A Medieval British Anti-Counterfeiting System: Split Tally Sticks

I remember tearing money in half, back when things were all cash, when you needed a guarantee that someone would wait for you. I’m not sure if this was a New York City thing or if they did it in your town too. For example, let’s say I took a cab to a remote location in the city to retrieve something. Arriving at the destination, I want the cabbie to wait for me while I run inside, because I want him to take me back to my origin point. I can’t pay the cabbie in full, or he might take off and leave me hanging; and he won’t let me out of the car without paying, for fear I’ll stiff him.

In that instance I’d rip a ten-dollar bill in half, give him one half and pocket the other while I momentarily disappeared. The individual ripped halves were no good to either of us, but reunited and Scotch-taped back together, it was good currency, so the cabbie would wait. This was a common-enough practice that every so often you’d encounter fives, tens and twenties that had been Scotch-taped back together.

Whomever first came up with the ripped-bill idea probably got the idea from British split tally sticks. Tally sticks have existed since the Stone Age as primitive recording devices; bones were notched with sharp objects to keep count of things. Bone was eventually replaced by easier-to-acquire wood switches, which were notched to record things like the amount a debtor owned to a creditor. The British innovation, which dates back to the 1100s or so, was to split that piece of wood down the middle after it had been notched. One half was for the creditor, the other half for the debtor.

What this did was create two forgery-proof artifacts that could only be matched with each other. Even if a forger could duplicate the split exactly, there was no way to fake the grain of the wood that would indicate a visual match.

What’s interesting is that the way the sticks were split evolved as tools did. In the 1100s, the sticks were undoubtedly split using something like a froe and probably looked like this:

As finer saws were invented, the cuts got fancier. This tally stick below, for instance, could only have that Z-shaped cut made with a coping saw (reportedly invented in the 1600s). It’s also possible that the lengthwise cut was made by a similarly narrow blade starting in the rightmost hole, then the two angled crosscuts made to meet the first cut.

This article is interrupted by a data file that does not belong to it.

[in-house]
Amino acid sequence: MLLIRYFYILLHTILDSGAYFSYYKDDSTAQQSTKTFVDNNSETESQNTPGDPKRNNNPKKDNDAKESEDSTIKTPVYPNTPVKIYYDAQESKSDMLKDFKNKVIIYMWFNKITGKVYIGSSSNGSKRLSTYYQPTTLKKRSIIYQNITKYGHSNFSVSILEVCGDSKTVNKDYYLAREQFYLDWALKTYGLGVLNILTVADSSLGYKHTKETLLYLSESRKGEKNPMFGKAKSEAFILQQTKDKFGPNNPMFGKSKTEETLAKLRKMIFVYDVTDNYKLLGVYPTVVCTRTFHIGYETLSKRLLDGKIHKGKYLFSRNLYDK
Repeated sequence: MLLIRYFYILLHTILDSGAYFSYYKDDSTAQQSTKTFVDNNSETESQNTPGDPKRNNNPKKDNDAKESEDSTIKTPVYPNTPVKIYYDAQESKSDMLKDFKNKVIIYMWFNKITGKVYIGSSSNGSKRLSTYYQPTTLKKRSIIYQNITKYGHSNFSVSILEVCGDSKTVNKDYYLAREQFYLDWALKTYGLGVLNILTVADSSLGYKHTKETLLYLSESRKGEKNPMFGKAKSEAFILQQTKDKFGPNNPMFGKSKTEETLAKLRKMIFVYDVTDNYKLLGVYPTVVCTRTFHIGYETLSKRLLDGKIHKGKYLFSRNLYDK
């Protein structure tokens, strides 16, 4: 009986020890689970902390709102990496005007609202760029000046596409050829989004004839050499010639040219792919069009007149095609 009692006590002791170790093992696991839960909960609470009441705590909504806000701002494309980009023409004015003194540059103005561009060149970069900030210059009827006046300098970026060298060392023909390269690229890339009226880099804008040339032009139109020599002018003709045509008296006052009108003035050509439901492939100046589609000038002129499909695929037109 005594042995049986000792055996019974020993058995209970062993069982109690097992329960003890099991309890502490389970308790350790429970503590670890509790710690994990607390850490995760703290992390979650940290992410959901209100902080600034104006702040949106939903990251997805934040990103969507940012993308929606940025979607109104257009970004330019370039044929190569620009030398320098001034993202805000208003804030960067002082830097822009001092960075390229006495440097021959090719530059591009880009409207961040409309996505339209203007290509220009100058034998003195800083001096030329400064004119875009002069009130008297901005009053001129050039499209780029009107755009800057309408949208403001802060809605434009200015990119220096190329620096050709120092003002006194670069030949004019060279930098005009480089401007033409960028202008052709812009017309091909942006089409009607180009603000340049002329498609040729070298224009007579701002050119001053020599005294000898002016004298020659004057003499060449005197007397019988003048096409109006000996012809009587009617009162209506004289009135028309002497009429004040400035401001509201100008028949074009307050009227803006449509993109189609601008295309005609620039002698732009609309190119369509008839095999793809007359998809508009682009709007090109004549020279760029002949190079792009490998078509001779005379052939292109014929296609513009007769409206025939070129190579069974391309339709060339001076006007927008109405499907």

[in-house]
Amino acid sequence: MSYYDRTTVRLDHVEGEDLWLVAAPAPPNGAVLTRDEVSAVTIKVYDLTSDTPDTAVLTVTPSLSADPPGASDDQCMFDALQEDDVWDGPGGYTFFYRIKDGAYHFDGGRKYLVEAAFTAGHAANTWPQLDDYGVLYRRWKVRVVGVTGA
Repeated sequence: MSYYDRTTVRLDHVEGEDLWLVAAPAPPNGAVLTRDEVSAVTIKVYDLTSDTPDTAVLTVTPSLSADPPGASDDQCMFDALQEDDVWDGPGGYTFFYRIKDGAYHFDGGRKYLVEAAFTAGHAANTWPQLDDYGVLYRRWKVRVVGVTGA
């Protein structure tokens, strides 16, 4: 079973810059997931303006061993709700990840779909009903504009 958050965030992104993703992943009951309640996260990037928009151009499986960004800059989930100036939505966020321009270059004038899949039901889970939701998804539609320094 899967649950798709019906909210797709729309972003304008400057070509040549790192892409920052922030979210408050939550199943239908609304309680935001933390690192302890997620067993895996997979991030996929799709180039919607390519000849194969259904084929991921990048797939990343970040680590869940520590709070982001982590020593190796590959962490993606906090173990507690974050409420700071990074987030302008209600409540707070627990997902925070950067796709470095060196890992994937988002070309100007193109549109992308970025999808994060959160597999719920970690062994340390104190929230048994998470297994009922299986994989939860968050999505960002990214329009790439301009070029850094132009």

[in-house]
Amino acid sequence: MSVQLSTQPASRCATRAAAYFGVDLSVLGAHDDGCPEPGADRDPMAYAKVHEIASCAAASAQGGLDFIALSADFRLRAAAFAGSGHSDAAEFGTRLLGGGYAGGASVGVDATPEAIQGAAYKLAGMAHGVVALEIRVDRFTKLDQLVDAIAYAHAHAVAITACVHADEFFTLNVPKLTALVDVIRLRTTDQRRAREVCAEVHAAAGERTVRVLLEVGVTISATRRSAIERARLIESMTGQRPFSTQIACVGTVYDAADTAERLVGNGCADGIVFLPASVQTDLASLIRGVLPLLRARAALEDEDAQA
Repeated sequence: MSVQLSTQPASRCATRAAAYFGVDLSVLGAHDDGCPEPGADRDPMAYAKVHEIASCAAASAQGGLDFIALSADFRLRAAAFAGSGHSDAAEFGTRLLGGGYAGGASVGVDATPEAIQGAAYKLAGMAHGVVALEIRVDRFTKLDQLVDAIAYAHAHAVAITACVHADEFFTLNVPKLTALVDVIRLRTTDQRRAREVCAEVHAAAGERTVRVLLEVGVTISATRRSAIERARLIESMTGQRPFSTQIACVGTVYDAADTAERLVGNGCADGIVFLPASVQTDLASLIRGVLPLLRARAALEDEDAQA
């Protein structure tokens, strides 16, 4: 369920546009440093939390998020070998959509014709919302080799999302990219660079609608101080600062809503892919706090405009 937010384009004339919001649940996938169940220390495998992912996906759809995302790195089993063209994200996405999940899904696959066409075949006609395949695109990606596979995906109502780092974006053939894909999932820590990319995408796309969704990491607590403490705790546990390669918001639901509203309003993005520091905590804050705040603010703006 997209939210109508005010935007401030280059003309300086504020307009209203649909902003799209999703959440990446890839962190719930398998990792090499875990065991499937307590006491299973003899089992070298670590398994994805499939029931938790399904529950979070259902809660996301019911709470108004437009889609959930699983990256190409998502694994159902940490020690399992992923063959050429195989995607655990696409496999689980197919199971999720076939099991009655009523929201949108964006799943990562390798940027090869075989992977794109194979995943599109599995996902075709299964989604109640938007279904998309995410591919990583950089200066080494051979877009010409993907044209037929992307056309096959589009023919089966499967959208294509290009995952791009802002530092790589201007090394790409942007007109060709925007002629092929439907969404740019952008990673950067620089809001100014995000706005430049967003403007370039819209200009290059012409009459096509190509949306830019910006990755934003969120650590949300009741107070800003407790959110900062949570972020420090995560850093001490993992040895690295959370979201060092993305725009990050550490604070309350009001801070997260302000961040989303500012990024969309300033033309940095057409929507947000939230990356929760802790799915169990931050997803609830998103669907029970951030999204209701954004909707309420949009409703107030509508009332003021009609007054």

This cut below is peculiar. It appears the piece was initially sawed in half lengthwise, then a crosscut was performed on each half with the cut-offs from each piece laminated to the other pieces.

As you can see, the longer piece is labeled “stock” while the shorter is labeled “foil.” The stock was given to the creditor, the foil to the debtor.

Tally sticks lasted in the UK until the 1800s, at which point ledgers became more popular. This led to an unexpected disaster. As the BBC reports,

To celebrate, it was decided to burn the sticks – six centuries of irreplaceable monetary records – in a coal-fired stove in the House of Lords, rather than letting parliamentary staff take them home for firewood.

Burning a cartload or two of tally sticks in a coal-fired stove is a wonderful way to start a raging chimney fire.

So it was that the House of Lords, then the House of Commons, and almost the entire Palace of Westminster – a building as old as the tally stick system itself – was burned to the ground.

Perhaps the patron saints of monetary historians were having their revenge.


Source: core77

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